|Humeroradial (Elbow) Joint||Capitulum of the humerus and the radial head||Hinge Joint||Flexion/Extension|
|Proximal Radioulnar Joint||Head of the radius and the radial notch of the ulna||Pivot Joint||Rotation (pronation/supination)|
|Distal Radioulnar Joint||Head of the ulna and the ulnar notch of the radius||Pivot Joint||Rotation (pronation/supination)|
The elbow joint is a uniaxial hinge joint formed by the humeroulnar joint, the articulation between the trochlea of the humerus and the trochlear notch of the ulna. Also associated with the elbow are the humeroradial joint and the proximal radioulnar joint. All three of these joints are enclosed within a single articular capsule.
The articular capsule of the elbow is thin on its anterior and posterior aspects, but is thickened along its outside margins by strong intrinsic ligaments. These ligaments prevent side-to-side movements and hyperextension. On the medial side is the triangular ulnar collateral ligament. This arises from the medial epicondyle of the humerus and attaches to the medial side of the proximal ulna. The strongest part of this ligament is the anterior portion, which resists hyperextension of the elbow.
The ulnar collateral ligament may be injured by frequent, forceful extensions of the forearm, as is seen in baseball pitchers. Reconstructive surgical repair of this ligament is referred to as Tommy John surgery, named for the former major league pitcher who was the first person to have this treatment.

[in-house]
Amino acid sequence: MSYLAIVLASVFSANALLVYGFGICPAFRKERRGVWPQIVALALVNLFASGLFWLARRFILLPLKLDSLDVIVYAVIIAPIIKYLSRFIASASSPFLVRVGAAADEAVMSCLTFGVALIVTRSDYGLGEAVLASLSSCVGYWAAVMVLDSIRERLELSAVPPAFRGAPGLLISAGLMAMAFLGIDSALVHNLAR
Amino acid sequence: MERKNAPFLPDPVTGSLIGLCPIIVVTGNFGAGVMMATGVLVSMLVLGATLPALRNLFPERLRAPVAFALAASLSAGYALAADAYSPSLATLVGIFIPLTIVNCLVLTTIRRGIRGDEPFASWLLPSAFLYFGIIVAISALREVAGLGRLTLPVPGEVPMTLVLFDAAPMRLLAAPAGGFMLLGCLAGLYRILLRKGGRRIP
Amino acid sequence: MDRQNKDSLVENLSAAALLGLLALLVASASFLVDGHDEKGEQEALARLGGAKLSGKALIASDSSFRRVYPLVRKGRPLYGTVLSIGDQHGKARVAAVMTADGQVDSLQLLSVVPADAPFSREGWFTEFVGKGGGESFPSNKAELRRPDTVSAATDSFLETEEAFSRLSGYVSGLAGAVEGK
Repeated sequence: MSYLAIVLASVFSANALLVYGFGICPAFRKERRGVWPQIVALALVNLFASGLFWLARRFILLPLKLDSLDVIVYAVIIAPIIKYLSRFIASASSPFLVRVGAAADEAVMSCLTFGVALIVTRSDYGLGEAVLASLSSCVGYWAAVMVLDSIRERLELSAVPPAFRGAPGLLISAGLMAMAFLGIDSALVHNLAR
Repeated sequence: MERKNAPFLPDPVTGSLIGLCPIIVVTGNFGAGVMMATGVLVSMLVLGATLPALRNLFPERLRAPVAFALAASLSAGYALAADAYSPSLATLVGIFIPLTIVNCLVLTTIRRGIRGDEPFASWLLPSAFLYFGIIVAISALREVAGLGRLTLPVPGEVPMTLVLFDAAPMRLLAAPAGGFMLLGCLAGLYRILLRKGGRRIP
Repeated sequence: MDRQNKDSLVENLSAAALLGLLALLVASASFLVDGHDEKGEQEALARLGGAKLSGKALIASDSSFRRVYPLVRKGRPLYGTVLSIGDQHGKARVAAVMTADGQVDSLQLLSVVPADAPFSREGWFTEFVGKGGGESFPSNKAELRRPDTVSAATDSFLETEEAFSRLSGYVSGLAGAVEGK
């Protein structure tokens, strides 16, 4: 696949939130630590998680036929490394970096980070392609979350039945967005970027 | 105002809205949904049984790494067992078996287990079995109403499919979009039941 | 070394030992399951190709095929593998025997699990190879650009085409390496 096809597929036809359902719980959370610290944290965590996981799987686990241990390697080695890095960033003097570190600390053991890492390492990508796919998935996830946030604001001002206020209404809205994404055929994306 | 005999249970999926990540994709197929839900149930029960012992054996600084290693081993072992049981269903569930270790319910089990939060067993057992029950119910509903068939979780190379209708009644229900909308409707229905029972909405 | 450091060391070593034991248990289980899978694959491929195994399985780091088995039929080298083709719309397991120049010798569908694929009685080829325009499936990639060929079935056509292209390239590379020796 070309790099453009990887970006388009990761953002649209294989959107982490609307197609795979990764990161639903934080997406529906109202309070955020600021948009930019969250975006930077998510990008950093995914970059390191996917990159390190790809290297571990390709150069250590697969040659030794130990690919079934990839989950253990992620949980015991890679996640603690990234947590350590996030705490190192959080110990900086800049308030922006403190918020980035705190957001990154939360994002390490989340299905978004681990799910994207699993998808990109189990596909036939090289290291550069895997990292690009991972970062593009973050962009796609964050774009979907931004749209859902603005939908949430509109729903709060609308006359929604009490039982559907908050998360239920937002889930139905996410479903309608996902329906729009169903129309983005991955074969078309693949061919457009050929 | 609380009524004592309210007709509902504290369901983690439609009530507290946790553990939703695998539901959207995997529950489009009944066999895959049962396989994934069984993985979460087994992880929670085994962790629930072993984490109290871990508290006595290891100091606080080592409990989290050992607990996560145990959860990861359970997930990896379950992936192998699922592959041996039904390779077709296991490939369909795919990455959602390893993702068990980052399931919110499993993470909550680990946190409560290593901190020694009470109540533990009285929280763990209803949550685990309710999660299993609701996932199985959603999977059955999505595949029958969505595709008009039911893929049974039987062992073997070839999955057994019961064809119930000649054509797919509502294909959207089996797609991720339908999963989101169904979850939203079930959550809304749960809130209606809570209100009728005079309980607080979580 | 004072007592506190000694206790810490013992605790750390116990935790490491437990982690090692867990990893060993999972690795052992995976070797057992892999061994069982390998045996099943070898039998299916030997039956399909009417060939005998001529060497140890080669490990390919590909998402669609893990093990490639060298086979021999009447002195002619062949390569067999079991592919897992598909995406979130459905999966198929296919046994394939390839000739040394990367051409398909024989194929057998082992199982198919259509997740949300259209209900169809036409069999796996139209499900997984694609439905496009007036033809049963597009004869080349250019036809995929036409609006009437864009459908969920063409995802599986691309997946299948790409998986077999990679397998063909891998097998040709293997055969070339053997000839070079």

The lateral side of the elbow is supported by the radial collateral ligament. This arises from the lateral epicondyle of the humerus and then blends into the lateral side of the annular ligament. The annular ligament encircles the head of the radius. This ligament supports the head of the radius as it articulates with the radial notch of the ulna at the proximal radioulnar joint. This is a pivot joint that allows for the rotation of the radius during supination and pronation of the forearm.
There are two articulations between the radius and ulna called the proximal radioulnar joint and the distal radioulnar joint. The proximal radioulnar joint is the articulation between the head of the radius and the radial notch of the ulna. The distal radioulnar joint is the articulation between the head of the ulna and the ulnar notch of the radius. A dense connective tissue that unites the ulna and radius is called the interosseous membrane. The radioulnar joints are pivot joints, allowing for the forearm motions of pronation and supination.
Ulna and Radius
Muscles That Move the Forearm